In response to a copyright claim that the Netflix series “Stranger Things” infringed the plaintiff’s unpublished screenplays, Netflix and the other defendants filed a Rule 12(b)(6) motion to dismiss, arguing that the works were not substantially similar as a matter of law.  In connection with the motion, Netflix submitted – and the Court accepted – copies of the allegedly infringed screenplays and the allegedly infringing three seasons of “Stranger Things.”

Netflix provided a detailed analysis to demonstrate that the competing works were not “substantially similar” under the “extrinsic similarity” test, which applies at the Rule 12(b)(6) pleading stage.  Under this test, the Court conducts an objective analysis of similarities between the competing works’ plot, themes, dialogue, settings, pacing, characters and sequence of events after filtering out non-protectable similarities (e.g., scenes-a-faire elements, historical facts and general ideas).

In contrast to the Plaintiff’s screenplays – which Netflix described as telling the story of an epileptic army veteran’s quest to free his dead wife’s spirit from a giant English-speaking angel/demon – Netflix explained that “Stranger Things” focuses on a group of teenagers dealing with common teenage issues (e.g., conflicts with adults, romantic crushes), while engaging with and fighting off science fiction monsters, evil scientists and Russian military personnel.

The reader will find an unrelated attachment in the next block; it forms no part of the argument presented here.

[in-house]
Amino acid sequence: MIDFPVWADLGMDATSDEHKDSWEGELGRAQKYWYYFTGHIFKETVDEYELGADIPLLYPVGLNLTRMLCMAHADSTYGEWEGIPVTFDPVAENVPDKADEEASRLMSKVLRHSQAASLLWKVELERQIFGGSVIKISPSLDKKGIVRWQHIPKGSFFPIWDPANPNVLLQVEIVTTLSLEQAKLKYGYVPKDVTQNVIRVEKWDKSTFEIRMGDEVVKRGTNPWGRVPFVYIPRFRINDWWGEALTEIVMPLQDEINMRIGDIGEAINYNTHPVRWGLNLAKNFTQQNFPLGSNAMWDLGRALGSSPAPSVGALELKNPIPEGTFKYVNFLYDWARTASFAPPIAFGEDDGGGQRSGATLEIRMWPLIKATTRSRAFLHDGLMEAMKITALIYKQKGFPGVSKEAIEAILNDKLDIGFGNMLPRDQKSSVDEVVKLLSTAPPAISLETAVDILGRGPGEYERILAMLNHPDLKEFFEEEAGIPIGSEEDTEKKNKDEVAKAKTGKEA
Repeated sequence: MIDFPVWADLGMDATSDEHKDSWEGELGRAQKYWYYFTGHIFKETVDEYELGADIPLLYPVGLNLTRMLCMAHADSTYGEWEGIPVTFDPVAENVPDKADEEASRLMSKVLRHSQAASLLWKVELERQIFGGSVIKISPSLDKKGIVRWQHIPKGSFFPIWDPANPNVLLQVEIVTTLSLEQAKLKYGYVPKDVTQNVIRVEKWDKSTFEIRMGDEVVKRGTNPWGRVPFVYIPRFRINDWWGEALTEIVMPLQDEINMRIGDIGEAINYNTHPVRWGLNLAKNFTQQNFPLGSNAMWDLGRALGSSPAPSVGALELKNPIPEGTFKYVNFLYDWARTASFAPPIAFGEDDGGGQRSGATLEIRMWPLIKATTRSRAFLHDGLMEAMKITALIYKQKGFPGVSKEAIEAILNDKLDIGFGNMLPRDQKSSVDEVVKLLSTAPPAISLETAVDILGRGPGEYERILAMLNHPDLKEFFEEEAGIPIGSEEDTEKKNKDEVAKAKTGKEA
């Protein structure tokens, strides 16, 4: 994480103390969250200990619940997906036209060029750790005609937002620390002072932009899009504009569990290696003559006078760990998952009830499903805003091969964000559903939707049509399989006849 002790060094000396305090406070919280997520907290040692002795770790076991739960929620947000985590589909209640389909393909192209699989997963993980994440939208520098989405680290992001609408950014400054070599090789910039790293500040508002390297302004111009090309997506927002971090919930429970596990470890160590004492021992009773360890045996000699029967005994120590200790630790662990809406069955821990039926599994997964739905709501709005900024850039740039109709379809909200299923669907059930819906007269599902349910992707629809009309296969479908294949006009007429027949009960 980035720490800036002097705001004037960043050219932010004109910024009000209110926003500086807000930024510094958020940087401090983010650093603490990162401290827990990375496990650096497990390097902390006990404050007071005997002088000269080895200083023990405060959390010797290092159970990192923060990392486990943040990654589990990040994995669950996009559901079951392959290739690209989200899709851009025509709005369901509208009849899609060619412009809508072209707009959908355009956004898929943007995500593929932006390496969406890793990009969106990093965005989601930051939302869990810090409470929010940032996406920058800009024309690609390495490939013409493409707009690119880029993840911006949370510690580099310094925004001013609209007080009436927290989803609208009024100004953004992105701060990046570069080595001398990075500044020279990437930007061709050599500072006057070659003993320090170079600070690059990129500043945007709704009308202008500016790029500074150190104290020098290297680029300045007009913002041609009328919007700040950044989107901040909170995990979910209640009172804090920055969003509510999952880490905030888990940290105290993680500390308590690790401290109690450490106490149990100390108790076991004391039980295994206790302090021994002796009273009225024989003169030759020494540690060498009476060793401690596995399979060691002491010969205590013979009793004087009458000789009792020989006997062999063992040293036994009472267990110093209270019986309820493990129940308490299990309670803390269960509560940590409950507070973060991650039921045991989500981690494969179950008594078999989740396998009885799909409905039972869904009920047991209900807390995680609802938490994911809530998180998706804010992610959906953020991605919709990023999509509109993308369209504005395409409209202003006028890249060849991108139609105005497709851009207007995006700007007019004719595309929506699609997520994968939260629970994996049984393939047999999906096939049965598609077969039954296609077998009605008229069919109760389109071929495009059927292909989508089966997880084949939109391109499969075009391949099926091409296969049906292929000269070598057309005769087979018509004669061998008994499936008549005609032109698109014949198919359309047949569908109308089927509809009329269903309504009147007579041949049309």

In opposition, Plaintiff relied heavily on Zindel v. Fox Searchlight Pictures, Inc., 815 F. App’x 158 (9th Cir. 2020) and Alfred v. Walt Disney Co., 821 F. App’x 727 (9th Cir. 2020).  In these recent unpublished decisions (issued in June and July, 2020), the Ninth Circuit reversed Rule 12(b)(6) dismissals of copyright claims asserted against “The Shape of Water” and “Pirates of the Caribbean: Curse of the Black Pearl.”  Invoking those decisions, the Plaintiff argued that (i) pre-discovery dismissal of copyright claims involving literary works for lack of substantial similarity is, in the words of Zindel, “virtually unheard of,” and (ii) it was “critical” for the District Court to have “the benefit of expert analysis of the works” (citing both Zindel and Alfred). Notably, the Plaintiff did not support its claim that expert testimony was “critical” with any argument as to where it was needed to respond to any aspect of Netflix’s extrinsic test analysis.

In denying the motion, the District Court made no mention whatsoever of the plots, characters, themes or other elements of the extrinsic similarity test and offered no analysis of whether it deemed the works in issue similar in any respect.  Instead, relying entirely on the unpublished decision in Alfred, the District Court ruled that “additional evidence such as expert testimony may help inform the question of substantial similarity in this case” and the determination of what similar elements “are indeed unprotectible material.”  (Emphasis added.)  In issuing this ruling, the District Court did not identify any aspect of Netflix’s extrinsic test analysis for which it deemed expert testimony necessary following its opportunity to review the allegedly infringed and infringing works before it on Netflix’s motion to dismiss.

Irish Rover Entertainment, LLC v. Sims, et al., slip op. Case No. 2:20-cv-06293 (CBM) (C.D. Cal. Jan. 21, 2021)